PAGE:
Reverend Defends Use of Beyoncé’s Music In Church

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A reverend is defending his reasoning for Beyoncé putting on a Bey-themed mass. (Getty Images)

A church service using the songs of Beyoncé to highlight Black female spirituality has some fans puzzled.

Beyoncé Mass is scheduled to be held Wednesday, April 25 at San Francisco’s Grace Cathedral as part of The Vine, a “service and community for urbanites and spiritual seekers,” according to the church’s website.

“Come to The Vine SF to sing your Beyoncé favorites and discover how her art opens a window into the lives of the marginalized and forgotten — particularly Black females,” reads the service description online. “We’ll be hearing an incredible message from Rev. Yolanda Norton, Assistant Professor of Old Testament at San Francisco Theological Seminary. This special service was created in partnership with the Bible class at SFTS.”

While many likened Beyoncé’s Coachella performance to being taken to church, Rev. Jude Harmon, founding pastor of The Vine who heads innovative ministry at Grace Cathedral told the San Francisco Chronicle Tuesday, April 17 that the service had been planned ahead of the singer’s festival set.

“In this year where there’s been so much conversation about the role of women and communities of color, we felt a need to lift up the voices that the church has traditionally suppressed,” he said.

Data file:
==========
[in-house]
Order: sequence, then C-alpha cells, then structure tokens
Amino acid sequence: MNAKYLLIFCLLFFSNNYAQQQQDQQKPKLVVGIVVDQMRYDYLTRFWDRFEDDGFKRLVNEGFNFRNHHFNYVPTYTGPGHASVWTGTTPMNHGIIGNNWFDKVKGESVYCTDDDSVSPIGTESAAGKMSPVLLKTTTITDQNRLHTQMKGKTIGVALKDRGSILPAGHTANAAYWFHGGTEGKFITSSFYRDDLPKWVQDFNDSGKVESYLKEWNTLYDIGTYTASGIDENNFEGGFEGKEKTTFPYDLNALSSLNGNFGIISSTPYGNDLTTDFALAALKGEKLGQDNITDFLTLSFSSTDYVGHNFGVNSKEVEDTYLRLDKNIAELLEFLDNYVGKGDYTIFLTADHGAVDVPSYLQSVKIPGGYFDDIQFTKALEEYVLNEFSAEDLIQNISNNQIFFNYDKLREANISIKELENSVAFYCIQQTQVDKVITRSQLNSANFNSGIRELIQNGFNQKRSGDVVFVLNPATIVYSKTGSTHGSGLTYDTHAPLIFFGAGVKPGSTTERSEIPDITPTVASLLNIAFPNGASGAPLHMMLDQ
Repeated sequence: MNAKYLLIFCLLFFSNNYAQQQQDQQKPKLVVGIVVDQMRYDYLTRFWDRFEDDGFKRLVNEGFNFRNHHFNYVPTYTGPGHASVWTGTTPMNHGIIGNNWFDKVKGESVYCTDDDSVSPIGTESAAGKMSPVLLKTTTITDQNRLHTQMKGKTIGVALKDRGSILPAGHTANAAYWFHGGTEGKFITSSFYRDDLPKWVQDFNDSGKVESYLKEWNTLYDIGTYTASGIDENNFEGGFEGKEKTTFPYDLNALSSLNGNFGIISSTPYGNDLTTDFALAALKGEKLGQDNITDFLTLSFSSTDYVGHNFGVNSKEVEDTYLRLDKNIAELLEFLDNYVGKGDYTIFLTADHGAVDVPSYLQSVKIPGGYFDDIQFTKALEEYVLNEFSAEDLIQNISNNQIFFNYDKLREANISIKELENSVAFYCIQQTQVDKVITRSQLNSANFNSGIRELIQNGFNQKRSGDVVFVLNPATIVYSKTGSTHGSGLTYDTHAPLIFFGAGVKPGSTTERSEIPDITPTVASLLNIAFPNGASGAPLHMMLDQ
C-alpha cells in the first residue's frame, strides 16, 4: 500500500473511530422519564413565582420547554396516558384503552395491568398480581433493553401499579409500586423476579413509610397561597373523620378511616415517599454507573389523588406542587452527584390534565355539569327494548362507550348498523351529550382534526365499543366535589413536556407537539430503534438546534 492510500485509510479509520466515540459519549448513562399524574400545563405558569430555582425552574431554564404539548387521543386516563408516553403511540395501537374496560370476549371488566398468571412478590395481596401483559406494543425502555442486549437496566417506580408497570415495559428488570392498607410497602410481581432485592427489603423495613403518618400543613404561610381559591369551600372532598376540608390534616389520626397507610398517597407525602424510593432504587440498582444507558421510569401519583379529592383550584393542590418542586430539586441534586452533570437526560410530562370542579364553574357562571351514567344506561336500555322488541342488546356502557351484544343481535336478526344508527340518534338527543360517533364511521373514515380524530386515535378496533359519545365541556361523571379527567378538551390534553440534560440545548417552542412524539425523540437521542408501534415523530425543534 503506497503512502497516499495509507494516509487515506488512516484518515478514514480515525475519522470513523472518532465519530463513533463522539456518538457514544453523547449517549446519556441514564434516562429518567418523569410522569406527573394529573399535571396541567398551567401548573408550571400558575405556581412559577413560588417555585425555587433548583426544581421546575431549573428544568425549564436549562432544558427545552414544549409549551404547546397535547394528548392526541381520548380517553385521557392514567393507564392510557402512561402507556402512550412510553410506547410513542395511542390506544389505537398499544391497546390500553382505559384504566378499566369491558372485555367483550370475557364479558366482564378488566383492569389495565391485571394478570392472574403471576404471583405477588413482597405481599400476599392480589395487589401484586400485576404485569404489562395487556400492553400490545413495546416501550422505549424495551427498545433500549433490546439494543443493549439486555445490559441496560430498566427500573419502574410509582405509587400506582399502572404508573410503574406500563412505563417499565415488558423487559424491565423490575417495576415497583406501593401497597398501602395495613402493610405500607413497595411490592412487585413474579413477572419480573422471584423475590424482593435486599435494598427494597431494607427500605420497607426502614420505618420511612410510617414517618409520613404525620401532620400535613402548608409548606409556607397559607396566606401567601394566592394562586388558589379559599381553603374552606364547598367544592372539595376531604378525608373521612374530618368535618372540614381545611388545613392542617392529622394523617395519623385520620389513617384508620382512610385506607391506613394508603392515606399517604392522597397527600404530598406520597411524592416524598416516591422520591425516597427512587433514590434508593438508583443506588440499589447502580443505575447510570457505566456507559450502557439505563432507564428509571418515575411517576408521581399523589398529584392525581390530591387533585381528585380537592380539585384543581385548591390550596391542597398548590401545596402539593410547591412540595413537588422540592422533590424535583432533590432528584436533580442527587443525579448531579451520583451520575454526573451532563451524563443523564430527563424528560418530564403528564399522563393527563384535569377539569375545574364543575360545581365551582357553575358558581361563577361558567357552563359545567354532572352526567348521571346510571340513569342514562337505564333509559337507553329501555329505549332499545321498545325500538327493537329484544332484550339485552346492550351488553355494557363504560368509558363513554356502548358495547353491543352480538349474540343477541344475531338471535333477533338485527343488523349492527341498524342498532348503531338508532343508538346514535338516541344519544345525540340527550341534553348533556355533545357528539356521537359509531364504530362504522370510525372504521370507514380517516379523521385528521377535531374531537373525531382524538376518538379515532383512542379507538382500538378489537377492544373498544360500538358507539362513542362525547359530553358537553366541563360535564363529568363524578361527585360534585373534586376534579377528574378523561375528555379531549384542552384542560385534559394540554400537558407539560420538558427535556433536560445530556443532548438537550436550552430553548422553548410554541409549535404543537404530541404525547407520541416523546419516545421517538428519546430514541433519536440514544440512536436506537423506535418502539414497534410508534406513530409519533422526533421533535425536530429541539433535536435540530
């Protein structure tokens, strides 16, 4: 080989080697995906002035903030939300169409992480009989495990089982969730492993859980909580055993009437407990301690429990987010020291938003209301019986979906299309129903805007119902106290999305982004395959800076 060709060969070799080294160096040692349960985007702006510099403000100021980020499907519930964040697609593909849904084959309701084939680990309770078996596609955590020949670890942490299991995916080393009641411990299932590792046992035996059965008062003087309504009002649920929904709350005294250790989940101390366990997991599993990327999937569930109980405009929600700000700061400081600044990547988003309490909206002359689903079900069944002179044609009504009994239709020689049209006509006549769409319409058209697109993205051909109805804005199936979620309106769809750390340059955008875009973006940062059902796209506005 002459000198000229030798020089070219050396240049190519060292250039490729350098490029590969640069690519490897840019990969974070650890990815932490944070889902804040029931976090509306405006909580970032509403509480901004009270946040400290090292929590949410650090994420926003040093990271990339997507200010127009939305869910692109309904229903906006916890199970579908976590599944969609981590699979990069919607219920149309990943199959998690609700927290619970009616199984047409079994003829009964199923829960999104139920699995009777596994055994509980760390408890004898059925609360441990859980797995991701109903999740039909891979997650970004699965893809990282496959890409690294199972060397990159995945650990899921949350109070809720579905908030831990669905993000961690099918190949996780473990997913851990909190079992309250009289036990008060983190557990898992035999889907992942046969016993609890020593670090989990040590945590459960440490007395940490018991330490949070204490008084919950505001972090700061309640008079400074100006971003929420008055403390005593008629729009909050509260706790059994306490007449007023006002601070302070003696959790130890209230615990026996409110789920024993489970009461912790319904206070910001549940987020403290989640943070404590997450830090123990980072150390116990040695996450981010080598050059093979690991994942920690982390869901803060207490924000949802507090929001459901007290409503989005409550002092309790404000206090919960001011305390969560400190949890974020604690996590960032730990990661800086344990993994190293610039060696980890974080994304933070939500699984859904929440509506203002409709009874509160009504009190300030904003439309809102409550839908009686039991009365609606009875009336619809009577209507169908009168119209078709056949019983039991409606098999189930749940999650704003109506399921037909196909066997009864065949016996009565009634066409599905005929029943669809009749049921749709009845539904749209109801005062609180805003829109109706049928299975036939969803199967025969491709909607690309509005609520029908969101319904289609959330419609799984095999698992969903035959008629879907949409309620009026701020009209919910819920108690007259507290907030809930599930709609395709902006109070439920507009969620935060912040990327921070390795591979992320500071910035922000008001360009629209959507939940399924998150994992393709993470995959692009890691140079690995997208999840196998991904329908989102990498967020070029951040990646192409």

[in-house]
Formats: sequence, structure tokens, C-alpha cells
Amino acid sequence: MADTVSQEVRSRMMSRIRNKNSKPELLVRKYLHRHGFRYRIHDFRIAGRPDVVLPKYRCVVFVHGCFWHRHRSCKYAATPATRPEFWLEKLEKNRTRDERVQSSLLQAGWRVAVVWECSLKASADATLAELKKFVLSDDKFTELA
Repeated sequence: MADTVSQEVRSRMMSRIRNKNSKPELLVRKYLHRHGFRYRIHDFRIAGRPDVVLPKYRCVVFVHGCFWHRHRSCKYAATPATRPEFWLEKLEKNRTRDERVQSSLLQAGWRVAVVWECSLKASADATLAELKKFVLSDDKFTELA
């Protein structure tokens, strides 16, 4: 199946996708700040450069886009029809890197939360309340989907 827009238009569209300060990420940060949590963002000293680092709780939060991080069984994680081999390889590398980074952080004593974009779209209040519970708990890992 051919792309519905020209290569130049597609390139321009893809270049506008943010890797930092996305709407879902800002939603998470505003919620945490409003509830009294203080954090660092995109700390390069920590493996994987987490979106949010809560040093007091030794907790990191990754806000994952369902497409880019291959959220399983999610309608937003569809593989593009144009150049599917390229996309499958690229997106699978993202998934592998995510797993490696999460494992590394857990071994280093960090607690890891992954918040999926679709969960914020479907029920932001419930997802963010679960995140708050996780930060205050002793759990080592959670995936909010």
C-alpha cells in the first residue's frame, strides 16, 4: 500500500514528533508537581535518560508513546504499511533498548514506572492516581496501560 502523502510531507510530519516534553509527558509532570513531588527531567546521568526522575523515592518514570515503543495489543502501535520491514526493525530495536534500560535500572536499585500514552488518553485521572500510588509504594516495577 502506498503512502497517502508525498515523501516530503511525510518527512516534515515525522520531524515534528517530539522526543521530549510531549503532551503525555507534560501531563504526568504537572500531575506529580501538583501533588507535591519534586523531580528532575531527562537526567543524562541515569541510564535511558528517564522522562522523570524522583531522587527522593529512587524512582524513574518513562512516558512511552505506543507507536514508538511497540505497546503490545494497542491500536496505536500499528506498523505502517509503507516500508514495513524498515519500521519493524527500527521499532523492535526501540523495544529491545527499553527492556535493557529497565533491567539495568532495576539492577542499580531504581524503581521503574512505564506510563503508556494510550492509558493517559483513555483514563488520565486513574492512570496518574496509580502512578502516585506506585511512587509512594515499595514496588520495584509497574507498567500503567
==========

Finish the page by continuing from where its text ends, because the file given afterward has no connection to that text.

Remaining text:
Black women’s experiences of being marginalized have been highlighted online in recent years. In 2017, #BlackWomenAtWork became a trending topic as they shared their experiences of being put down at work. Several cases included leaders being mistaken for the help or being told they are “intimidating.”

Yet even though the Beyoncé Mass is meant to put Black women at the center of spirituality, several members of the Bey Hive are confused by the service — if not outright denouncing it.

“Huh?” one tweeted.

“Beyoncé herself would not approve!” said another. “No, no, and no!”

“Blasphemous idol worship,” someone else wrote. “Almost hard to believe. Goes against biblical scripture.”

Yet for those naysayers, Harmon points to the imagery Jesus used in his teachings.

“I know there are people who will say using Beyoncé is just a cheap way of trying to get people in the church,” he said. “But Jesus used very provocative images in the stories he would tell to incite people to ask hard questions about their own religious assumptions. He regularly provoked. We’re following in the way of Jesus.”

And other fans are definitely on board with Beyoncé Mass.

“She is reaching all sides of the spectrum,” someone said.

“A reason to go to church,” tweeted another.

And someone else echoed those sentiments writing, “Now this is a church service I would attend! Hallelujah Beyoncé!”

 

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